The third “class” was math class. These pages included some basic math problems like calculating the total in-game cost of 5 Poke Balls and 3 Fresh Water items.
It also included a math “experiment” where the student was instructed to roll a dice and record the results 12 times. They were instructed to construct a “psychic dice” using a paper section from page 32 and wrap it around their pencil.
The fourth and final “class” exercise involved the Japanese language. The pages are filled with spaces to practice writing Kanji characters, and the bottom right exercise has a bit of trivia about the towns / cities in the Pokemon world. It describes how each location is actually named after a color.
After the class exercise section, there were multiple pages on “top secret” Pokemon research. This basically amounted to trivia about various Pokemon like Porygon and Gloom. Additionally, there was a proposed device that could translate Pokemon into human speech. It also included a study of Pokemon that could fly, including ones that flew without wings like Magnemite, Mew, Gastly, Gyarados, and Dragonair.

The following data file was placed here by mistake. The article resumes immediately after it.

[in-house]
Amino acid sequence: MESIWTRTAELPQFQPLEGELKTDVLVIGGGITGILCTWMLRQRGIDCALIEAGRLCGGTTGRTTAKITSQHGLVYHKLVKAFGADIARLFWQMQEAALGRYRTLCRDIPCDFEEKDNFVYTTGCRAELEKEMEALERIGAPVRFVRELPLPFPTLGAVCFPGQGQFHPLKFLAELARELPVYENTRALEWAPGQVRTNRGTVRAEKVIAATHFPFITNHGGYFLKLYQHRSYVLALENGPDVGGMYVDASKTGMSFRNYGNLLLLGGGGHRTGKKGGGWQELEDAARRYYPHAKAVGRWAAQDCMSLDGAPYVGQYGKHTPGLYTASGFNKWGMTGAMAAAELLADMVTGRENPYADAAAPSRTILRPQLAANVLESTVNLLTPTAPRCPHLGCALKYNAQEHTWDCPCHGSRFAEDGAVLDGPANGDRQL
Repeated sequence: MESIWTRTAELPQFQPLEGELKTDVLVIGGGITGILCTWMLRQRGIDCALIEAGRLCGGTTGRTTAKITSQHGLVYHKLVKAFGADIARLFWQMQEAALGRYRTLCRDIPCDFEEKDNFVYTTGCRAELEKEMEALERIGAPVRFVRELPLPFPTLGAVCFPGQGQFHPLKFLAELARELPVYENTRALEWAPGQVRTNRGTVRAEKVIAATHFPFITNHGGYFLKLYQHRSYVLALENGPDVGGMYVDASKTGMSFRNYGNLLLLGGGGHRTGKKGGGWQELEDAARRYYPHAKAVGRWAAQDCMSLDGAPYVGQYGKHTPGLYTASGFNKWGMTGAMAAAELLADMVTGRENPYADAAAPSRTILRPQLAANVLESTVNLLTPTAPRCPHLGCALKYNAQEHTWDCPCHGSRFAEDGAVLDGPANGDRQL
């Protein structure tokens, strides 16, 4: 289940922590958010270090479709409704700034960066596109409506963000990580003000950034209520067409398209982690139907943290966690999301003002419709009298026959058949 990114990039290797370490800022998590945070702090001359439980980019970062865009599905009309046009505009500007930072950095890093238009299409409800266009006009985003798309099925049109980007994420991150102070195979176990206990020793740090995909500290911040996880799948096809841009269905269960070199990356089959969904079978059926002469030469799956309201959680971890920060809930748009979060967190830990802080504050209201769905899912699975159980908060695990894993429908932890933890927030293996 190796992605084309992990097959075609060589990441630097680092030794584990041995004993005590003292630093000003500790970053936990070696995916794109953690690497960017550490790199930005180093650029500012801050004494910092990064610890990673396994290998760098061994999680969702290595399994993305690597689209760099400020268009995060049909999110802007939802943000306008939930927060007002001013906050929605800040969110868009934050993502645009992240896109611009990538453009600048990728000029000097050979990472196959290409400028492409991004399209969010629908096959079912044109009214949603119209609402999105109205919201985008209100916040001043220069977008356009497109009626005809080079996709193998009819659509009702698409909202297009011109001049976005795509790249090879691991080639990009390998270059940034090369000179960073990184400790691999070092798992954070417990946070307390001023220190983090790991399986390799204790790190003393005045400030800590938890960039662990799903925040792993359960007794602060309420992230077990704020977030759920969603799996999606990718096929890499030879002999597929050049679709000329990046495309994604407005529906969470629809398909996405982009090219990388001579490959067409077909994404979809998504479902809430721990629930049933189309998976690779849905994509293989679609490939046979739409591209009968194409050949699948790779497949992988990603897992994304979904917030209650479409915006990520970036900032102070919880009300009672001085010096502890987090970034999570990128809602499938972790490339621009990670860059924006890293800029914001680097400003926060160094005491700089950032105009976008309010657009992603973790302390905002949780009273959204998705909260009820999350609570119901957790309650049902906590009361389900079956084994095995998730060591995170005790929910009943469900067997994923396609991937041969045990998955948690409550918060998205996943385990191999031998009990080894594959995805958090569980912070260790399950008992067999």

The final section of the notebook was a school calendar that ranged from April to August. Each month had a short description of the events that occurred at Tamamushi University during that month. These included things like welcome ceremonies, school clubs, sports, and excursions.
The inner side of the back cover included the lyrics for the school anthem.
Since the anthem wouldn’t be unveiled until February 1999, it’s likely that entrants for the Hyper Professor Exam didn’t receive the notebooks in the mail until after.
The winning entry for the school anthem was submitted by Tomomi Aida (相田知美), and he was awarded with the title “Professor of Music”. The actual song was composed by Creatures Inc. composer Hirokazu Tanaka, who composed many other pieces for the Pokemon franchise and other Creatures projects.
Lastly, 1000 winners would also receive a Tamamushi University Pennant. Another 600 of these pennants would be issued via the earlier August lottery to other entrants.
January – February 1999: School Anthem
After the Hyper Professor exam, the next two issues of the grade-specific magazines recapped the events of 1998, and also began the finalization of the Tamamushi anthem.